Writing options for great companies such as Johnson & Johnson (JNJ) is a sure way to decrease your returns. Option writing seems to be a fashionable concept nowadays among yield-hungry investors, but the best long-term returns are still generated with the help of the basic strategy of buy and hold.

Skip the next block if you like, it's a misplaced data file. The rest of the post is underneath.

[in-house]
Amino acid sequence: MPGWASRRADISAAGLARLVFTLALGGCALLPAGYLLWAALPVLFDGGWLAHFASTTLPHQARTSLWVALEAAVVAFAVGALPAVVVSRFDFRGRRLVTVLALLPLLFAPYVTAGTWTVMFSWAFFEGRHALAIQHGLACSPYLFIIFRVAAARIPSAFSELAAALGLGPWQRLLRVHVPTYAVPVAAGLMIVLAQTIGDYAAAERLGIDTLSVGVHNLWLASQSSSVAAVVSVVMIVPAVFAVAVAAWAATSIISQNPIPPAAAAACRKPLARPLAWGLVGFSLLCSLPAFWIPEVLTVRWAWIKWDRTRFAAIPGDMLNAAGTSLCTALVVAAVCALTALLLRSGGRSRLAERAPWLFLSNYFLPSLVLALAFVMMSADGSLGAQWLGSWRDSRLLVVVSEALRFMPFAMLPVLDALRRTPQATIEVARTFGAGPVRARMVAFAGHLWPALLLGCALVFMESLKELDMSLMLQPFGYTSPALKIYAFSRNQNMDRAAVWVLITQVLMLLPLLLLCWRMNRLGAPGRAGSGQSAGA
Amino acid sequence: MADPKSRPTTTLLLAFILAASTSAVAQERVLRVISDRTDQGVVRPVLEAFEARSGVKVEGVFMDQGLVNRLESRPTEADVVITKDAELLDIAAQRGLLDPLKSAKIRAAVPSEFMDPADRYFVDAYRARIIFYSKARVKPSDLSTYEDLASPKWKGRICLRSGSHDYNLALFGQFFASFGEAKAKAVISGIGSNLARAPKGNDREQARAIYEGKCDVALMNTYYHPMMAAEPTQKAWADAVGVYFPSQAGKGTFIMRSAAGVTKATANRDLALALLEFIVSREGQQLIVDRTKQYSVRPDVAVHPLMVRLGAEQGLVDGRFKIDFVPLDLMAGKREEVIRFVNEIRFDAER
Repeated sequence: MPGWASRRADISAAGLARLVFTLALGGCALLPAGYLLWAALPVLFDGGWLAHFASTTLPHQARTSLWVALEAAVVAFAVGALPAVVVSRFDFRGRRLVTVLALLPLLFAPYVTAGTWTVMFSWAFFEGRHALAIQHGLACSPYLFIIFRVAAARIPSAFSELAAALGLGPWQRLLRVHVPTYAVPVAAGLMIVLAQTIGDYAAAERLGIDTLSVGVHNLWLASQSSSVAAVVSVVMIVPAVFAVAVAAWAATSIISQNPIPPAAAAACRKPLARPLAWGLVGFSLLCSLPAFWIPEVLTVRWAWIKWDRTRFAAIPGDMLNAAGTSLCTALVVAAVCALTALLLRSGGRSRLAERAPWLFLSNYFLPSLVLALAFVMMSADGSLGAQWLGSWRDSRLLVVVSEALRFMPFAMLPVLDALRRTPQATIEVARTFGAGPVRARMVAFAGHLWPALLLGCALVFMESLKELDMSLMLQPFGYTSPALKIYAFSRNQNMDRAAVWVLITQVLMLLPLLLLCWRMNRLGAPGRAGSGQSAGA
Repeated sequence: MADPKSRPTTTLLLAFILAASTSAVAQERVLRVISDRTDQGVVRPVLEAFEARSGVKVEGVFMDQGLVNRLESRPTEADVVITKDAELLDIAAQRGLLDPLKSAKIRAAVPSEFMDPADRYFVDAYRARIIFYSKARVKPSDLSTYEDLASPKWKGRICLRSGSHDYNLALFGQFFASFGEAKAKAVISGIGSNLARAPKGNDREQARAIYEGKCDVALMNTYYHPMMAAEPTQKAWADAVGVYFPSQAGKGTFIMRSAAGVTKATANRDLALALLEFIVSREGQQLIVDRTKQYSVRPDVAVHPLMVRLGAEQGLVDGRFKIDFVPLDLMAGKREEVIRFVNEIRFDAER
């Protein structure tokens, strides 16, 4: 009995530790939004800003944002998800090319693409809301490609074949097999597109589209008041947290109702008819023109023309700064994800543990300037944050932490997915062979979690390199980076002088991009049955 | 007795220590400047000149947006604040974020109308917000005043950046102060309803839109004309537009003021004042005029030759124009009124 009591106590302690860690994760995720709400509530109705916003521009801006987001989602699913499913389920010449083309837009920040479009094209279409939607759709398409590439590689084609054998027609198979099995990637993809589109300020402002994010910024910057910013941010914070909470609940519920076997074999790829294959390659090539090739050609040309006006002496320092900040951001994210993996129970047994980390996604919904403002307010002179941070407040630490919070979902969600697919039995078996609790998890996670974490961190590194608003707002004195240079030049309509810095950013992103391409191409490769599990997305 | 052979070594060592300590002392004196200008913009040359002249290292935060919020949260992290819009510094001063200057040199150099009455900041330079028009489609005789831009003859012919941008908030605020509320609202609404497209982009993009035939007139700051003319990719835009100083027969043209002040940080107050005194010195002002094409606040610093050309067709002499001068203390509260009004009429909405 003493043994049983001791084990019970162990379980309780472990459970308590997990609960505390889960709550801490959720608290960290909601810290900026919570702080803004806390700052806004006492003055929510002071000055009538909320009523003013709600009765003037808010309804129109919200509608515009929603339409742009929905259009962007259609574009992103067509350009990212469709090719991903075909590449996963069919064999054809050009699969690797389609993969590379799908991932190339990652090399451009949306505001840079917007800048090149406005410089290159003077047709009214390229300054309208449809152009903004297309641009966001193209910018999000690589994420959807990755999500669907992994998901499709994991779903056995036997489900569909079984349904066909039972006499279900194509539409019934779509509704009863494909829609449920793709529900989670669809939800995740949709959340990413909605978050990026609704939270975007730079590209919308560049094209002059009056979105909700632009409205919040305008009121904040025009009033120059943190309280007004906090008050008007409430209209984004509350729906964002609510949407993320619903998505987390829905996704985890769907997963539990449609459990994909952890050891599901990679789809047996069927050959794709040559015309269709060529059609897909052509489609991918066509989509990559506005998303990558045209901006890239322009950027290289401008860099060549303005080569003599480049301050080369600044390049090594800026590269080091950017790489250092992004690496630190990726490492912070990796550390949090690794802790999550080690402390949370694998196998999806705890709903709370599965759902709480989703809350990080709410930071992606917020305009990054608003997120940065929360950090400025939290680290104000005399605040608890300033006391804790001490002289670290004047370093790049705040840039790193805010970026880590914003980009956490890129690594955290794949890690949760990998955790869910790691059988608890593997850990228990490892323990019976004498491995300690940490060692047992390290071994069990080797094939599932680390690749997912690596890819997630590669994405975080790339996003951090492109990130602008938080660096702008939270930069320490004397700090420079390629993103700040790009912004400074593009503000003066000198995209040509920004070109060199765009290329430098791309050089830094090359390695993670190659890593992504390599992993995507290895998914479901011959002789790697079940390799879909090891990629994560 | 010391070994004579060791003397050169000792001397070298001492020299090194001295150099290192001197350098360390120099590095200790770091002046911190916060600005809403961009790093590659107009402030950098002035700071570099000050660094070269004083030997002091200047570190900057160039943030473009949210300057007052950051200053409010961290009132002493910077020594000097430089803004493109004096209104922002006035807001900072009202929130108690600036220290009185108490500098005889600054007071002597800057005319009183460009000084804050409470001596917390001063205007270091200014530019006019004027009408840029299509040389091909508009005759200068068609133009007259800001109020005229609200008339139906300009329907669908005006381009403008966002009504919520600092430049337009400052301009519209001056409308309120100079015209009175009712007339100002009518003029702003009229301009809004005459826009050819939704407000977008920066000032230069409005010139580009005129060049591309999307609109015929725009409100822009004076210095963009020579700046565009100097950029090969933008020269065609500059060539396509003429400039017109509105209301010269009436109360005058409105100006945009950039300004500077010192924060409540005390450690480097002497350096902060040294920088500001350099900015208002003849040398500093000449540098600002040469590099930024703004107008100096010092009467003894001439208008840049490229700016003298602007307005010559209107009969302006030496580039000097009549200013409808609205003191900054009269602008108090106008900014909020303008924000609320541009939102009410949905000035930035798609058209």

It was only at the beginning of this year when I first stumbled into articles about how to use options to generate more income. Writing covered calls and cash secured puts are the most commonly used strategies by investors. The main idea with a covered call option strategy is that it makes it possible for an investor to increase "dividend" yield. For instance, if you had invested in JNJ and you are not fully happy with the current dividend yield of 2.5%, you could write covered calls in order to generate more income (i.e. increase your yield). The cash secured put option strategy on the other hand is mainly used when an investor would be willing to invest in a stock but considers the current price as too high. By using the latter option strategy, an investor is paid to wait for a better entry price. The investor who is using these two options strategies can be sort of considered as an insurer, and the other investor who is buying the underlying option you have written can be considered as an insured. The price of this "insurance" is the premium. (The previously mentioned links provide already a comprehensive introduction to options, so if you are interested more in option writing, I recommend reading them.)